Cleaning to avoid corrosion

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Offline Rudgey

  • LRSOC Member
  • Location: West Berkshire
  • Posts: 2
Cleaning to avoid corrosion
- May 16, 2022 - 18:45
I have recently bought a series 1 and only just taken it off road through some muddy bits. What’s the best way to clean it underneath rather than leave it to corrode in a garage?

Offline landie57

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  • Location: Somerset, UK
  • Posts: 300
Re: Cleaning to avoid corrosion
Reply #1 - May 20, 2022 - 08:01
Only just spotted your post. A good wash down underneath paying particular attention to mud traps. You don't say if you have an 80, 86 or 88. I have an 88 and the areas that need attention are.
Above footwells under front wings.
Chassis outrigger where brake operating shaft passes through to master cylinder
Between fuel tank and chassis outriggers.
Rear tub, the area above the chassis outriggers by fuel tank and tool box. Also area at side where the gusset plate that the floor sill attaches to is spot welded to rear tub.
Rear tub above rear chassis outriggers.
I hope the above makes sense.

Offline Rudgey

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  • Location: West Berkshire
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Re: Cleaning to avoid corrosion
Reply #2 - May 22, 2022 - 20:39
thanks so much, I think I have sorted it this weekend with your helpful tips!

Offline vardjewell Home Trader

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  • Location: Derbyshire, UK
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Re: Cleaning to avoid corrosion
Reply #3 - May 24, 2022 - 11:12
I would suggest using a garden hose rather than a pressure washer. If there is any preservation coating applied the high pressure washers tend to blast this coating off. Any signs of rust or corrosion once under side is dry then make good with WaxOil or typical, clear or black. The aerosol cans although more expensive are very handy for small local repairs.
    Vardon
     

Offline fifty seven

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  • Location: West Highlands, Scotland
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Re: Cleaning to avoid corrosion
Reply #4 - May 24, 2022 - 11:49
I know this can become a dirty job, (probably defies H&S adherers , clean environment admirers, and annoys counters of gleaming rivets (!) :tic: 

 But, quite often any dedicated owner of a classic vehicle  will be underneath doing things to it. One thing that will then not be far away is an "oily/greasy  rag". Keep one old rag nice and oily, and use it, moistened by a small oil can of old engine oil , to  wipe along bits that have just been cleaned.  Gradually a good oily film will develop to supplement and refresh areas coated with waxoil. This will be  a perfect coating for every crevice and corner.A Greasy film makes cleaning it all next time so much easier.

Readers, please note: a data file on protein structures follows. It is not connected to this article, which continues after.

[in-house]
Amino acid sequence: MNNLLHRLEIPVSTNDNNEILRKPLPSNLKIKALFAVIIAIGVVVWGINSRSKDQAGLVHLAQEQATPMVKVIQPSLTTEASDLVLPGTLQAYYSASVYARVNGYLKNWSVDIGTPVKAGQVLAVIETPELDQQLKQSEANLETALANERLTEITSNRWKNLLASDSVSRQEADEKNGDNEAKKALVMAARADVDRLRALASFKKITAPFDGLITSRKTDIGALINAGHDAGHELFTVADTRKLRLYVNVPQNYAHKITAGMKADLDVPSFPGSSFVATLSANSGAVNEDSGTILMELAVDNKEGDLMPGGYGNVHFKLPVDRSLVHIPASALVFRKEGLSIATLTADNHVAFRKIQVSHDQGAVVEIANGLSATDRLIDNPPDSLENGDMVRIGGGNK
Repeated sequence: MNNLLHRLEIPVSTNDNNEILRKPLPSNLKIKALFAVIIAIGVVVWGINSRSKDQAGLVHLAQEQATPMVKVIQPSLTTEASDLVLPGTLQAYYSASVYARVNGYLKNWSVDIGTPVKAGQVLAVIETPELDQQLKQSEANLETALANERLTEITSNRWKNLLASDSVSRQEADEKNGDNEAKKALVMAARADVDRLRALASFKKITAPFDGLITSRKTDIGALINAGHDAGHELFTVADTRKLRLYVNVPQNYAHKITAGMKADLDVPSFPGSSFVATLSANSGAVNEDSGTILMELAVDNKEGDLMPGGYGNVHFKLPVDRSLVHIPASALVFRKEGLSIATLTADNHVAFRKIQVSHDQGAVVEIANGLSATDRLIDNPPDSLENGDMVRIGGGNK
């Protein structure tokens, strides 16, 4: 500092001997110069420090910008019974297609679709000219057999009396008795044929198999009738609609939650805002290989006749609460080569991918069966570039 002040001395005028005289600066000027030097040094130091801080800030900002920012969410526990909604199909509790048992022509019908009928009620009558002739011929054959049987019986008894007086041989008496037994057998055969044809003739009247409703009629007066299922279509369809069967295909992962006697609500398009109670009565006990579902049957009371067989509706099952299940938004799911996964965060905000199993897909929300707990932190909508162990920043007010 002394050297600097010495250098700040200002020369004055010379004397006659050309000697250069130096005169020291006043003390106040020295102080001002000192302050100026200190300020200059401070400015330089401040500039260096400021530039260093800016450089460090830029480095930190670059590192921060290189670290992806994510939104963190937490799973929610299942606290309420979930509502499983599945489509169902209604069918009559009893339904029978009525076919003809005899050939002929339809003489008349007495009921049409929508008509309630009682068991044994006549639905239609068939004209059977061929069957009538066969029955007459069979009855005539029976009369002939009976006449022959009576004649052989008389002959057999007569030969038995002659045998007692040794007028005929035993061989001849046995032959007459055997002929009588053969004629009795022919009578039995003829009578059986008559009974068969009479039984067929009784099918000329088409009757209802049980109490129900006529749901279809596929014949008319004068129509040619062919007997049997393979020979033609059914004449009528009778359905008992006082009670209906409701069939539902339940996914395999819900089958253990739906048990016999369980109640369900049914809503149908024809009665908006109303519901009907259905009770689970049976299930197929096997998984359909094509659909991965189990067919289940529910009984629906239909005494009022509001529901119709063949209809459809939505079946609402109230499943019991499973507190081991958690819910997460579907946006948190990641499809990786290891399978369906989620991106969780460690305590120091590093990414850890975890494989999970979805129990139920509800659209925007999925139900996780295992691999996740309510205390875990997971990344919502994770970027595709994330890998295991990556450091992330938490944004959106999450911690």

1 Thank you.

Offline diffwhine

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  • Should really have learned by now...
  • Location: Haslemere, Surrey
  • Posts: 123
Re: Cleaning to avoid corrosion
Reply #5 - May 25, 2022 - 16:18
Can I just wave a flag for Lanoguard https://www.lanoguard.co.uk/collections/moto? Much nicer to use than Dinitrol or Waxoyle and sticks like the proverbial to a blanket. Basically its like wiping an old ewe all over the underside of your LR. It smells like that too, but does the job beautifully. For the tree huggers its a also a great deal more environmentally friendly!

Offline krh59

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  • Location: lincoln
  • Posts: 15
Re: Cleaning to avoid corrosion
Reply #6 - May 25, 2022 - 18:44
These guys are worth checking out too, based near Bristol.....www.buzzweld.co.uk ....lots of choice of protective paints and coatings for all surfaces including lanolin based ones. I have used their WAR hybrid wax and it is really effective. Can be tinted too if you like that sort of thing

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Offline fifty seven

  • LRSOC Member
  • Location: West Highlands, Scotland
  • Posts: 13525
Re: Cleaning to avoid corrosion
Reply #7 - May 25, 2022 - 20:03
Can I just wave a flag for Lanoguard https://www.lanoguard.co.uk/collections/moto? Much nicer to use than Dinitrol or Waxoyle and sticks like the proverbial to a blanket. Basically its like wiping an old ewe all over the underside of your LR. It smells like that too, but does the job beautifully. For the tree huggers its a also a great deal more environmentally friendly!
Second that !

Just Wish I had come across this natural preservative stuff years ago.
 If any sort of advert, I covered some old galvanised shackle threads to join a mooring chain onto a ground anchor(well, a large rock ) on the foreshore. After 6 months of winter, submerged in sea water each  tide I came to unfasten it. The shackle threads were still well coated, and simple to unscrew.
I now use lanoguard on all sort of outdoor things, like shed door hinges ,tractor and boat stuff ,more and more often.

 

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